Baku Finals g1: Svidler Flawless

by Alejandro Ramirez
10/1/2015 – He simply played a perfect game. His development was good, his pawn breaks timely, and Karjakin simply couldn't cope with this precarious position. Despite Black's extra pawn, Svidler's pieces coordinated much better and created real pressure all over the board, especially on the long white diagonal. Karjakin blundered in an already very difficult position, and Svidler leads one to nothing.

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World Cup

10th September – 5th October

Baku, Azerbaijan


Watch it live on Playchess!

Finals - Game One

Reporters from around the World trying not to miss the action

Peter Svidler came in with an interesting approach. He repeated Eljanov's 1.Nf3 2.g3 3.Bg2 setup, and actually ended up in a position that he had already played against Sergey Karjakin last year, in the Russian Team Championship. This decision paid off beautifully. After the character of the position was changed slightly, Karjakin was unable to properly keep the position closed and Svidler played a flawless game:

Sergey Karjakin loses his first game against Peter Svidler

[Event "FIDE World Chess Cup 2015"] [Site "Baku"] [Date "2015.10.01"] [Round "7.1"] [White "Svidler, Peter"] [Black "Karjakin, Sergey"] [Result "1-0"] [ECO "C00"] [WhiteElo "2727"] [BlackElo "2762"] [Annotator "Ramirez Alvarez,Alejandro"] [PlyCount "57"] [EventDate "2015.??.??"] [EventCountry "AZE"] 1. Nf3 Nf6 2. g3 d5 3. Bg2 {Svidler actually repeats Eljanov's approach in the rapids against Karjakin. In that match, Black's positions out of the opening seemed a little suspicious to say the least. Karjakin comes up with a different approach, going for a more classical and conservative set up than what he did against Eljanov.} e6 4. O-O Be7 5. d3 (5. c4) (5. d4 {usually lead to the Catalan positions, though White has managed to side-step the new Bb4+ ideas, Black also is doing quite solidly well in the Open Catalan with an early dxc4, which was probably what Karjakin was going to do.}) 5... O-O 6. Nbd2 {Everything indicates that Svidler is going to go for an early e4 and Re1, known as the King's Indian Attack set up. The computers hate these kind of positions for White, but they rarely understand just how dangerous this can be for Black's kingside.} c5 7. e4 Nc6 8. Re1 b5 9. exd5 $5 {Actually rather rare, though playable. This move changes the character of the position.} (9. e5 {has been seen many times... including Svidler-Karjakin 2014 (!) and Karjakin-Dominguez from the first tiebreak game in their match this World Cup!} ) 9... Nxd5 (9... exd5 {Is waht almost everyone plays (Topalov-Caruana 2014, Movsesian-Karjakin 2013, among others). Karjakin decides to take with the knight, which is also viable.}) 10. Ne4 Bb7 11. c3 a6 {Black's position out of the opening seems to be good. He has decent development and his piece placement is not bad.} (11... a5 $5 {was also possible, trying to expand further in the queenside.}) 12. a4 {After a nearly 20 minute think. It's honestly not so easy for either side to figure out a continuation path. Both Black and White have difficulties putting their pieces in optimal squares. Breaking the queenside is obvious, but allows b4 which weakens c3.} b4 13. Bg5 f6 {This is not a move Karjakin wants to play, but its better than exchanging the dark squared bishops and leaving c5 weakened.} 14. Bd2 e5 {A Maroczy type of structure.} 15. Rc1 $1 Rf7 $6 (15... Qd7 16. d4 cxd4 17. cxd4 exd4 {gives White compensation for the pawn, but still Black's position looks ok.}) 16. d4 $1 {This move is now very uncomfortable to deal with. It is known in chess that when one side spends resources to prevent a pawn break, and the opponent executes it successfully regardless, bad things can happen.} bxc3 $2 {in my eyes opening the b-file only helps White.} (16... exd4 17. cxd4 cxd4 18. Bh3 Bc8 $1 {White retains some pressure, but this looks acceptable.}) 17. bxc3 cxd4 18. cxd4 Nxd4 19. Nxd4 exd4 20. Qb3 {White is down a pawn, but his pieces are coordinating much better than Black's. All of Karjakin's pieces are a target now, and the potential pins on the d5 knight are difficult o deal with. Already Black has to be careful of not losing material, but honestly he might already be worse.} Rb8 (20... Qd7 21. Ba5 $1 Rc8 22. Rxc8+ Qxc8 23. Nxf6+ Bxf6 24. Bxd5 Bxd5 25. Qxd5 {is very unpleasant for Black to say the least.}) 21. Rb1 Qd7 22. Rec1 $1 {Wonderful patience from Svidler. He is not in a rush to recover material, but simply improves his pieces. Black is completely tied down and his extra pawn is just for show.} Qe6 $2 {Losing a piece, though it was already hard to suggest a move.} (22... f5 23. Nc5 (23. Ng5 $5) 23... Bxc5 24. Rxc5 Nf6 25. Bf4 Rc8 26. Rxc8+ Bxc8 27. Qc4 {Looks ugly. Rb8 is coming, among others.}) 23. Nc5 Bxc5 24. Rxc5 Rd8 25. Ba5 Rd6 26. Qc4 {The threat is Rxb7 and Bxd5. Black has no answer at all against this.} Nc3 27. Rxb7 {Other moves won as well.} Qe1+ 28. Bf1 {The rook on b7 cannot be taken, so the game is over.} Ne2+ 29. Qxe2 (29. Qxe2 Qxe2 30. Rb8+ Rf8 31. Rxf8+ Kxf8 32. Bxe2 { is two extra bishops.}) 1-0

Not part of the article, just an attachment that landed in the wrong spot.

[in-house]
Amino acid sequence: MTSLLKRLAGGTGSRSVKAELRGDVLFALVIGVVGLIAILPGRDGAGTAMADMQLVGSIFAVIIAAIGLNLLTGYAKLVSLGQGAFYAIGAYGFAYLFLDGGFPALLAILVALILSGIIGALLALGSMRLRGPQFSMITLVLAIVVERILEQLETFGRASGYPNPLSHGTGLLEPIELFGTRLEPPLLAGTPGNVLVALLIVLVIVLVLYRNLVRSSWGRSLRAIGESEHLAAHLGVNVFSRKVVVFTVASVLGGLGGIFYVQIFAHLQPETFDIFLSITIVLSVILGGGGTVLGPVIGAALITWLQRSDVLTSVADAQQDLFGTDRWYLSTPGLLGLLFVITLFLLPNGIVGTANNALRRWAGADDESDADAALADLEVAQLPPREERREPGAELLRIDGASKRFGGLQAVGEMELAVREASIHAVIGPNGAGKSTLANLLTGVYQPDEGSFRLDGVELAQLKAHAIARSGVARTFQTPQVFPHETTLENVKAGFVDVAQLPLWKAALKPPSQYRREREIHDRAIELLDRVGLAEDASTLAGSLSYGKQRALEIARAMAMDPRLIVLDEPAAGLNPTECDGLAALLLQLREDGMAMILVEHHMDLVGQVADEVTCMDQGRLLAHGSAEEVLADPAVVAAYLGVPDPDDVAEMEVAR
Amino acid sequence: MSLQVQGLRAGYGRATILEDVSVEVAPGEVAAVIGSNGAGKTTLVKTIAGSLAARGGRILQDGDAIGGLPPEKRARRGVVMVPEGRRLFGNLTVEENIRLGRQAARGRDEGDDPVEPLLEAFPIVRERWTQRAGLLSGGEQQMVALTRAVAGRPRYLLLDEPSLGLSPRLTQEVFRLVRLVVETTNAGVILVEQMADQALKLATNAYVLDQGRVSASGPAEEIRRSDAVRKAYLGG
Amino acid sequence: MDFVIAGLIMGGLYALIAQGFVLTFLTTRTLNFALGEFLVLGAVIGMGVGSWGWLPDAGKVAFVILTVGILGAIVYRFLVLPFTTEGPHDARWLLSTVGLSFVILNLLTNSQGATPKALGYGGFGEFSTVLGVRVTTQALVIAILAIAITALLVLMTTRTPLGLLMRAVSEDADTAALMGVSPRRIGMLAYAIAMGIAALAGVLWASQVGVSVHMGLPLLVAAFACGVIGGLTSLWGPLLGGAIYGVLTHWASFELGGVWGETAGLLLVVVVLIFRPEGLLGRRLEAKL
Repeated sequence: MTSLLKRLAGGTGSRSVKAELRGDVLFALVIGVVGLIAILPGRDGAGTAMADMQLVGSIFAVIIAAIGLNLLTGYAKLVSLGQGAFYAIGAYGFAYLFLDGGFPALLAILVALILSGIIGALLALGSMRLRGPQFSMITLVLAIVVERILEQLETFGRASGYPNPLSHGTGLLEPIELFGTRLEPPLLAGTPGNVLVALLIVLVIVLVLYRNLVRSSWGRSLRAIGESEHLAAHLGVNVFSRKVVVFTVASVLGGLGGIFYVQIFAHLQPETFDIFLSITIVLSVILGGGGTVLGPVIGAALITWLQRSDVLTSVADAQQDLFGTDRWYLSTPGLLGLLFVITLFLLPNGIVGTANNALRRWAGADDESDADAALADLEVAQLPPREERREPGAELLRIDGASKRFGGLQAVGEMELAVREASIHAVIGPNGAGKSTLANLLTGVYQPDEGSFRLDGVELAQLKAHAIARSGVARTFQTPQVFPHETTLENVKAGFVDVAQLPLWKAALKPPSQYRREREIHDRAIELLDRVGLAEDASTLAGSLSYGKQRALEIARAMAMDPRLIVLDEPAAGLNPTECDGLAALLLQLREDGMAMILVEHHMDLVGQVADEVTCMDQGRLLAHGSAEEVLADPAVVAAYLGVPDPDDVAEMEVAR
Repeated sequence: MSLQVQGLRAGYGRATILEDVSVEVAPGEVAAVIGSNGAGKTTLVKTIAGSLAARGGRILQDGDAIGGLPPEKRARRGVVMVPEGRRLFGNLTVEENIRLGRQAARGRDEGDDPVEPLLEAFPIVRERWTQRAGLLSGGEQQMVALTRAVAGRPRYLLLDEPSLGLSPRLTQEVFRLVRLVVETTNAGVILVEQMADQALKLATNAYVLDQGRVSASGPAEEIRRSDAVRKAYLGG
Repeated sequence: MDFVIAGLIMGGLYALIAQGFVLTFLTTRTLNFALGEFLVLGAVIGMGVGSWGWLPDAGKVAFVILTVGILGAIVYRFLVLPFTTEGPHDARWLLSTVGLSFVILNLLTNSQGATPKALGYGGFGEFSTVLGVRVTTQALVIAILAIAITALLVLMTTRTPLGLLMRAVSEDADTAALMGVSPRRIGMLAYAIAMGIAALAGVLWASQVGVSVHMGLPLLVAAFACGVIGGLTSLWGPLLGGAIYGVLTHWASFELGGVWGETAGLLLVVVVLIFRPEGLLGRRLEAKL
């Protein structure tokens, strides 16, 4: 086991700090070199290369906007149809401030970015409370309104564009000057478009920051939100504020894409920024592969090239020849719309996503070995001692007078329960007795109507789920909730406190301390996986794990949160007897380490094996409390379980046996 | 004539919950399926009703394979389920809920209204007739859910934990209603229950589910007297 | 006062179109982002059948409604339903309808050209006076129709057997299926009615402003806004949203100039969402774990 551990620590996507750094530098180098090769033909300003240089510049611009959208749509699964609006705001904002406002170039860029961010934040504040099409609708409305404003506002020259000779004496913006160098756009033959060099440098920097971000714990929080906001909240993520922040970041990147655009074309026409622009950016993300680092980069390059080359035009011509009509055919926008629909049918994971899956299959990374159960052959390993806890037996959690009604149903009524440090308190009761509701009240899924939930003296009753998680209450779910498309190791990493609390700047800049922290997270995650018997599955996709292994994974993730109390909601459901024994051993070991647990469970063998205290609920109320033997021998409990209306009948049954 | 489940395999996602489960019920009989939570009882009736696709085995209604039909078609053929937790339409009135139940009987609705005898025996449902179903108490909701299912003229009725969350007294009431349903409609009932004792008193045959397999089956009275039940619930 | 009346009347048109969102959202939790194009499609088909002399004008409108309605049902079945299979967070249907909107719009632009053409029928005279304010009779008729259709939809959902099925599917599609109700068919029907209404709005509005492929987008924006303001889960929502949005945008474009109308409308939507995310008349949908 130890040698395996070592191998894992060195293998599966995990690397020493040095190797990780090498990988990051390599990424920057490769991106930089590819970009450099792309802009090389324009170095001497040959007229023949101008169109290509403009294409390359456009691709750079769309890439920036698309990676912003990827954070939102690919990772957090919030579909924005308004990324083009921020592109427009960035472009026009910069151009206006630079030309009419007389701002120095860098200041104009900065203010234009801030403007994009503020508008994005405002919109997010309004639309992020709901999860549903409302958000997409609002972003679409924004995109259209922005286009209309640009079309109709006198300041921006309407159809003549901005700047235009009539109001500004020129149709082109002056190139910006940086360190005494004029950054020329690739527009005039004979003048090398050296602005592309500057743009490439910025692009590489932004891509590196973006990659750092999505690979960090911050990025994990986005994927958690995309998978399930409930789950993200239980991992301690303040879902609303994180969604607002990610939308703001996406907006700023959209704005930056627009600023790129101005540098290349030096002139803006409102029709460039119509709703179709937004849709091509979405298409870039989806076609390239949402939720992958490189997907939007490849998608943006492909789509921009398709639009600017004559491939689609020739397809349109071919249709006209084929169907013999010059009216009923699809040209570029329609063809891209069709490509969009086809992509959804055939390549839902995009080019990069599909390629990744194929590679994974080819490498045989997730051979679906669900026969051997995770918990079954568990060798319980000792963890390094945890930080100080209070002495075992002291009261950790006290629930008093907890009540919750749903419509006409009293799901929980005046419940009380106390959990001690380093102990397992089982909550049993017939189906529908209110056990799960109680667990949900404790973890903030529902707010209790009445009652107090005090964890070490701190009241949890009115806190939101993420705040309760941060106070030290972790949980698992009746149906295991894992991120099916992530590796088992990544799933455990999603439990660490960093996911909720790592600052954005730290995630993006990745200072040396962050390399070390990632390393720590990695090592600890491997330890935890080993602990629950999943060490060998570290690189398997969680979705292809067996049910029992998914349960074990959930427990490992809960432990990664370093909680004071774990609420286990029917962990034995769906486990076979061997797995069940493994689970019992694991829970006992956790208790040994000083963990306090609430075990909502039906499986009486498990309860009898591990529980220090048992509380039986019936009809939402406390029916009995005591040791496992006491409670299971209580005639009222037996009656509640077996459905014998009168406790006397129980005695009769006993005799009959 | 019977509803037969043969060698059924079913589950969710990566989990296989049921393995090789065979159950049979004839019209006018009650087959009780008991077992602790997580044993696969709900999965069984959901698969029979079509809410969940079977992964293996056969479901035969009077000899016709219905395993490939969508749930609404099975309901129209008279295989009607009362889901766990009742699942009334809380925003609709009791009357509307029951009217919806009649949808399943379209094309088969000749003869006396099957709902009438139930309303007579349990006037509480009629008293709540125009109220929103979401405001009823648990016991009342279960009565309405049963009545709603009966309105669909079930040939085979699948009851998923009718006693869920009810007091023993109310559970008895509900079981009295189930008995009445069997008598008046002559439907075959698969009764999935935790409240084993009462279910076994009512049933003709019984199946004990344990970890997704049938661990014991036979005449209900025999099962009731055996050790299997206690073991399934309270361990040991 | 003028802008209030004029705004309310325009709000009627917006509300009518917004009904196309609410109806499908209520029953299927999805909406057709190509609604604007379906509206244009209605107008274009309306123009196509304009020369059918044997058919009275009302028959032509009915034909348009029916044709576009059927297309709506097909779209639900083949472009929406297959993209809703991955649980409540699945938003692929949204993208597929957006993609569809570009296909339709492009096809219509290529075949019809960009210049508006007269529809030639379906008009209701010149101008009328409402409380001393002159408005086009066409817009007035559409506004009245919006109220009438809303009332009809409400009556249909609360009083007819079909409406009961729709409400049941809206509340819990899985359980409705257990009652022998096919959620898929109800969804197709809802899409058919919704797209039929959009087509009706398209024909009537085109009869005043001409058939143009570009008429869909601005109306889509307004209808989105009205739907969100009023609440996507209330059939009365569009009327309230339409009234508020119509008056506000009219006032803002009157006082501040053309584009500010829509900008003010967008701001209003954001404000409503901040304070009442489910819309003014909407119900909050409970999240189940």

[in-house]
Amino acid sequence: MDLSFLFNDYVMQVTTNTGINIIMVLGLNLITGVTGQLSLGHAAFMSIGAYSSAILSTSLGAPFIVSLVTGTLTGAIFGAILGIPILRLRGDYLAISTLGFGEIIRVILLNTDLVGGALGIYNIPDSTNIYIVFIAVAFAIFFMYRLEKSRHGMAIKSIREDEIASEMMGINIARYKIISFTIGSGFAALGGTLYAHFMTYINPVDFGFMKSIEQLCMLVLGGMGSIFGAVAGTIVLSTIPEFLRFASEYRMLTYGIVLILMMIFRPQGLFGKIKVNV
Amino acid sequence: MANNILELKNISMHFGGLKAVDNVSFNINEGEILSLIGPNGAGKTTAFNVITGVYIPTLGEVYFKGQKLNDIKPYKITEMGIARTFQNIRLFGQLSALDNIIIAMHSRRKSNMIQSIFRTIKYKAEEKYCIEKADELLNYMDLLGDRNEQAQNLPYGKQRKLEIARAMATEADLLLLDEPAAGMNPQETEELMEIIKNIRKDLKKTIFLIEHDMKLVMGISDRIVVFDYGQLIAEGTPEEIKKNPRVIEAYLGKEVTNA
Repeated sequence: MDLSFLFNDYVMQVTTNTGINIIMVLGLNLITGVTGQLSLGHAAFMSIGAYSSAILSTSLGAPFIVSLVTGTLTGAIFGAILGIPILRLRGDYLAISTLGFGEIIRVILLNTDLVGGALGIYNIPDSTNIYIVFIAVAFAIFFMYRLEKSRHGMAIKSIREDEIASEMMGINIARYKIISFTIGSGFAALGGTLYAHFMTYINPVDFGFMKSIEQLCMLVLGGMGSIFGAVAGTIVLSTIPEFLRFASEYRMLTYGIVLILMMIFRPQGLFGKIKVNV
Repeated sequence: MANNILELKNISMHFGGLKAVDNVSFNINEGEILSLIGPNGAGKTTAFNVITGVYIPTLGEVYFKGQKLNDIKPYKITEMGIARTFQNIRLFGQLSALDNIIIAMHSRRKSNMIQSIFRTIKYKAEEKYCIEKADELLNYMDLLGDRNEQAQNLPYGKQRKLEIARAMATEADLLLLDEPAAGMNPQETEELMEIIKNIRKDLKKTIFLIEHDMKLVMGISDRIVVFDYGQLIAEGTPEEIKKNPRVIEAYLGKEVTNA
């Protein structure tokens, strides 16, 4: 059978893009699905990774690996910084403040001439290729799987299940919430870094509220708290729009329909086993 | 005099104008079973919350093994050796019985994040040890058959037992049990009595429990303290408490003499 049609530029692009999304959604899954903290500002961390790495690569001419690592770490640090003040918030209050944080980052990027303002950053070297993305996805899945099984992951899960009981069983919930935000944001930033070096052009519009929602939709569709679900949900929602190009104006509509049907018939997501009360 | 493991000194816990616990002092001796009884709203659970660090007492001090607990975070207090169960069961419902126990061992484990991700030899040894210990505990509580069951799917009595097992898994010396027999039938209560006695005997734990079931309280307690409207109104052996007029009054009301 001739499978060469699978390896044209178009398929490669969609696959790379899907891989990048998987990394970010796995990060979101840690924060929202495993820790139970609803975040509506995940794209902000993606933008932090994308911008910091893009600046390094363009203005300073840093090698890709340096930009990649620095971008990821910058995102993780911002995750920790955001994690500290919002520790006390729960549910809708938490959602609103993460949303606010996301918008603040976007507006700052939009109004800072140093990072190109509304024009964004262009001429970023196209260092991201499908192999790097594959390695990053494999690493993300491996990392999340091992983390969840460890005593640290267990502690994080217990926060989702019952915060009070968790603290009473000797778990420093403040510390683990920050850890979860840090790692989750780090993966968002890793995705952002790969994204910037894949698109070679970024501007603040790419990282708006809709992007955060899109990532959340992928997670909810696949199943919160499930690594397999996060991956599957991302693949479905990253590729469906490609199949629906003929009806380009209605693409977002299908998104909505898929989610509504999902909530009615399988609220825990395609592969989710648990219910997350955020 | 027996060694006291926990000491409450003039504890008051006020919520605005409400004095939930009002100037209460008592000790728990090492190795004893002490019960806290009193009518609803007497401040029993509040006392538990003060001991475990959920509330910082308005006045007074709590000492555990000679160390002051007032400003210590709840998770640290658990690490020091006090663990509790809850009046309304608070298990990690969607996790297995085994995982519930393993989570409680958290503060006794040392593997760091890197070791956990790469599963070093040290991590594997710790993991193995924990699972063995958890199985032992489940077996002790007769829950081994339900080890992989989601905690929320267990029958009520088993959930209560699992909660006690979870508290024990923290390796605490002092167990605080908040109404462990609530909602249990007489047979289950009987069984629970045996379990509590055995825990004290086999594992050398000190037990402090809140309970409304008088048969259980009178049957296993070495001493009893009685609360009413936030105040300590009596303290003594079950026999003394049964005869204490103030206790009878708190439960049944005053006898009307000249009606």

With this Svidler gets a nice lead. In 2013 in Tromso, this was sufficient for Vladimir Kramnik to win against Dmitry Andreikin: after striking the first blow Kramnik confidently drew three games in a row to win the title.

Karjakin has had his back against the wall several times in this tournament, and tomorrow is not yet a must-win game because of the four game format. That being said, he better try to put some pressure with one of his only two whites remaining!

Will Svidler repeat Kramnik's path?

These spectators reportedly bet on the Russian. They have good odds.

A little post-mortem, but not much, tomorrow is another round between them!

Final results

Player Rtg
G3 G4 G5 G6 G7 G8 G9 G10 G11
Peter Svidler (RUS) 2727
Sergey Karjakin (RUS) 2762

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Grandmaster Alejandro Ramirez has been playing tournament chess since 1998. His accomplishments include qualifying for the 2004 and 2013 World Cups as well as playing for Costa Rica in the 2002, 2004 and 2008 Olympiads. He currently has a rating of 2583 and is author of a number of popular and critically acclaimed ChessBase-DVDs.